Protecting Male Genitalia During Sports
The protection of male penis and genitals during contact sports is a very sensitive issue – no pun intended. Even the lightest blow to the scrotal area can cause immense pain and render a man immobile for a considerable length of time. A more severe impact can cause crippling pain and also permanent damage. That is why the use of protective equipment is mandatory in all sports where there is a chance of any injury to the scrotum.
An Awkward Situation
The danger of genital injury has been recognized from the beginning of sporting competition. In the ancient Olympics, which had only male participants, the concept of uniforms or sporting clothes was unknown. All the athletes participated naked. The exception was in wrestling where, as records indicate, the sportsmen wore loin clothes. There were two reasons for this. First was the need to reduce the possibility of sexual stimulation when direct genital to genital contact occurred. Secondly, and perhaps more importantly, was the fact that by binding the penis and scrotum in a tight cloth, the chances of serious injury during the bout was reduced. As time passed and different sports evolved with their own rules and regulations, the need for genital protection was often overlooked. The risk of great pain or crippling injury was accepted as part of the sport.
It was only in the late 18th century that the need to provide special protection to the male genital was recognized and rules were formed to restrict the causing of intentional genital injury. The best example of this is the introduction of the Queensbury Rules in boxing which prohibited hitting below the belt.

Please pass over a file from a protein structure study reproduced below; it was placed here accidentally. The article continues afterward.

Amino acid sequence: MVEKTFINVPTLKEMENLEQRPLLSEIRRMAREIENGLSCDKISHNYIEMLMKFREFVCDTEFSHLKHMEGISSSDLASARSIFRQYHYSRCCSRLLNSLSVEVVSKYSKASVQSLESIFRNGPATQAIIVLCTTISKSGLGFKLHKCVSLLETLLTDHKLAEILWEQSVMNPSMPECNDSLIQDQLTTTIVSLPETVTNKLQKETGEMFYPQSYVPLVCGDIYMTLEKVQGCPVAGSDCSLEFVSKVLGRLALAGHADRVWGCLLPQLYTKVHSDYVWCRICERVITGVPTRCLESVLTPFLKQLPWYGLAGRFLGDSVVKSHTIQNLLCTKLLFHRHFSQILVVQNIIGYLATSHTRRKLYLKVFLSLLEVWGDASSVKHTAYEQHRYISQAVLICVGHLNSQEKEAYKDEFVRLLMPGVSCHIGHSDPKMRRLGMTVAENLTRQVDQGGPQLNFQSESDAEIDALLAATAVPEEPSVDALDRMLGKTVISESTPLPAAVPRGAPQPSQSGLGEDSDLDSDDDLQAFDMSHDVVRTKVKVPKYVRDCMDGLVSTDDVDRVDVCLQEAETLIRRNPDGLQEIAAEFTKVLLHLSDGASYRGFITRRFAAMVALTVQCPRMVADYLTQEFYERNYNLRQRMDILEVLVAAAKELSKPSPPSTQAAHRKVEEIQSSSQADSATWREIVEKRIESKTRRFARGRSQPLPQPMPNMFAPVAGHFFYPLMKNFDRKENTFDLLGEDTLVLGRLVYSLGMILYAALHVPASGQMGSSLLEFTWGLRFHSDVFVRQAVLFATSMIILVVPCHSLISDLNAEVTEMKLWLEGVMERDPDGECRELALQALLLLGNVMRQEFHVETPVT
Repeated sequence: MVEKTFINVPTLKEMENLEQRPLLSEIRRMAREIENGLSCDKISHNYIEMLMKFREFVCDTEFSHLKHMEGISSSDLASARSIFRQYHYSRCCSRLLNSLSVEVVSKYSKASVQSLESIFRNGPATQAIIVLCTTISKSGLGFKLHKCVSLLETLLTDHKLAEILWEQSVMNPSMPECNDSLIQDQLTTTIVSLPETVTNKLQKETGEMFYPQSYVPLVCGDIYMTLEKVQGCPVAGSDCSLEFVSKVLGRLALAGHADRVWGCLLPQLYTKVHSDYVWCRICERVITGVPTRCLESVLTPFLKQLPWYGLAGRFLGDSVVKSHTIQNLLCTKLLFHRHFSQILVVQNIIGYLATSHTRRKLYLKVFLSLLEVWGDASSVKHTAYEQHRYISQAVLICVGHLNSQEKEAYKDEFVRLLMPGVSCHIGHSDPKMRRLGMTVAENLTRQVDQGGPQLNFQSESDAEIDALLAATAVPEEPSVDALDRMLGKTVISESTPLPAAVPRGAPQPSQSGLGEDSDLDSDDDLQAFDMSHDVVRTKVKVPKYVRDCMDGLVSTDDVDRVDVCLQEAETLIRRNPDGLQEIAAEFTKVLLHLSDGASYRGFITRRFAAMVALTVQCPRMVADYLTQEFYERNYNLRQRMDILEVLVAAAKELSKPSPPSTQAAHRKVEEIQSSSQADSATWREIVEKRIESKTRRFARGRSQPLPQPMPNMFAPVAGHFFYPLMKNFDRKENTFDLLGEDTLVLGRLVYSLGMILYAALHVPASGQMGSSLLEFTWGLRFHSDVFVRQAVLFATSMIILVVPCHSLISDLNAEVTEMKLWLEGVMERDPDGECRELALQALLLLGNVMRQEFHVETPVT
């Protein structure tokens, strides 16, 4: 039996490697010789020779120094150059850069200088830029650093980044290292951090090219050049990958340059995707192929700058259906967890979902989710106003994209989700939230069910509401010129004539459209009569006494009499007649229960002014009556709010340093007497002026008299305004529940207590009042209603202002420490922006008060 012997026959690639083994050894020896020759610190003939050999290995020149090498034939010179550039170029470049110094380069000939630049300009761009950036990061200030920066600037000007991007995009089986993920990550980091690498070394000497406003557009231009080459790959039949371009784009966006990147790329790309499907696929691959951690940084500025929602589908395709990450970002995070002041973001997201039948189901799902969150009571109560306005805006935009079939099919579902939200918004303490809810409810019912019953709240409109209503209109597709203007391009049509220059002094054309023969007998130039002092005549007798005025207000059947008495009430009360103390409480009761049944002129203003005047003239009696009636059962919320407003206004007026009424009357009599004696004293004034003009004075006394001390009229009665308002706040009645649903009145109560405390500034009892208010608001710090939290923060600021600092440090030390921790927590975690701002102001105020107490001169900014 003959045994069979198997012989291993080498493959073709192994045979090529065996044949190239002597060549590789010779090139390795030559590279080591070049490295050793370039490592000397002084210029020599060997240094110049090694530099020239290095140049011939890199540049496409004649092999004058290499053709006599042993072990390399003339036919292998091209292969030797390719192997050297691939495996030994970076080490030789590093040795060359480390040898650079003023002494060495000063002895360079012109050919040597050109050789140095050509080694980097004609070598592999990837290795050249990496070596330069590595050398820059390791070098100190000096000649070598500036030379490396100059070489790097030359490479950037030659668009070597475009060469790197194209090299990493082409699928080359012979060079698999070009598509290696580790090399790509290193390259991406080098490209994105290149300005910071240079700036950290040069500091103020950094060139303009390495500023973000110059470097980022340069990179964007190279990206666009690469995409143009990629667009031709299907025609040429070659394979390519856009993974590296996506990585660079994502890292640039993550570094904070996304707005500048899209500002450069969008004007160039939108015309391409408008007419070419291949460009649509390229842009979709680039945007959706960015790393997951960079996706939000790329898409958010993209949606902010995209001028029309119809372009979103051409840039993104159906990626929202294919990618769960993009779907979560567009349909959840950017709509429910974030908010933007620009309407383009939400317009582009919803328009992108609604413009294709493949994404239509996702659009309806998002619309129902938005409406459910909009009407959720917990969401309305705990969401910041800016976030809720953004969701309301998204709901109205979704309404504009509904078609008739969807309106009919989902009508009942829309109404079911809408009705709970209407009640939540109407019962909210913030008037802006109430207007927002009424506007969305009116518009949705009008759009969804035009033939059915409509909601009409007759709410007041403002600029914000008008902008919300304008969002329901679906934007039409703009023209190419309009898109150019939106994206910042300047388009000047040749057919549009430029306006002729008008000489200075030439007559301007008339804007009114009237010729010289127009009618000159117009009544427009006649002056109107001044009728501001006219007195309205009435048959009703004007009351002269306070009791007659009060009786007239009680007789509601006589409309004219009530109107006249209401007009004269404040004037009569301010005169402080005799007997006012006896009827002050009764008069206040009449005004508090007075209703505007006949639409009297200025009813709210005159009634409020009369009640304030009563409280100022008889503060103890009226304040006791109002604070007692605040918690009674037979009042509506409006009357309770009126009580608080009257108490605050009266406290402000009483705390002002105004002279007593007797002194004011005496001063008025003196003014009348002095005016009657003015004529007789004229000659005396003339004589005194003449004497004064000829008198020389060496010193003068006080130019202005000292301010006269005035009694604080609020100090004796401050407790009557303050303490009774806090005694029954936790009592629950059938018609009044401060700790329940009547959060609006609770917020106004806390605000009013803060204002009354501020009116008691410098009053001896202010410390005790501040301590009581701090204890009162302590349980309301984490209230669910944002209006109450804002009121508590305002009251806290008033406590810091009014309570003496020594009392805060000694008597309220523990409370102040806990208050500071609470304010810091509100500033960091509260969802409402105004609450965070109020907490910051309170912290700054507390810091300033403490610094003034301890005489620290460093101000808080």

The growing popularity of sports such as football, hockey, and baseball, where the chances of injury were and are high, brought about the first organized attempts to ensure male penis and genital protection. The first solution consisted of binding the genital tightly in cloth so to minimize the chances of impact injury which, as already mentioned, started thousands of years ago. Later on padding was added to cushion any blow that may have occurred. The first scientific attempt to provide protection was with the introduction of the Athletic Support or Jockstrap at the end of the 19th century. This was followed by the Cup, a bulbous shield that is worn over the penis and testicles.
Any man playing sports where there is a possibility of penis or genital injury, no matter how small, should always use both a jockstrap and a cup. This does not mean that they do though. Modern jockstrap and cup designs ensure that they are more comfortable to wear and do not restrict movement in any way.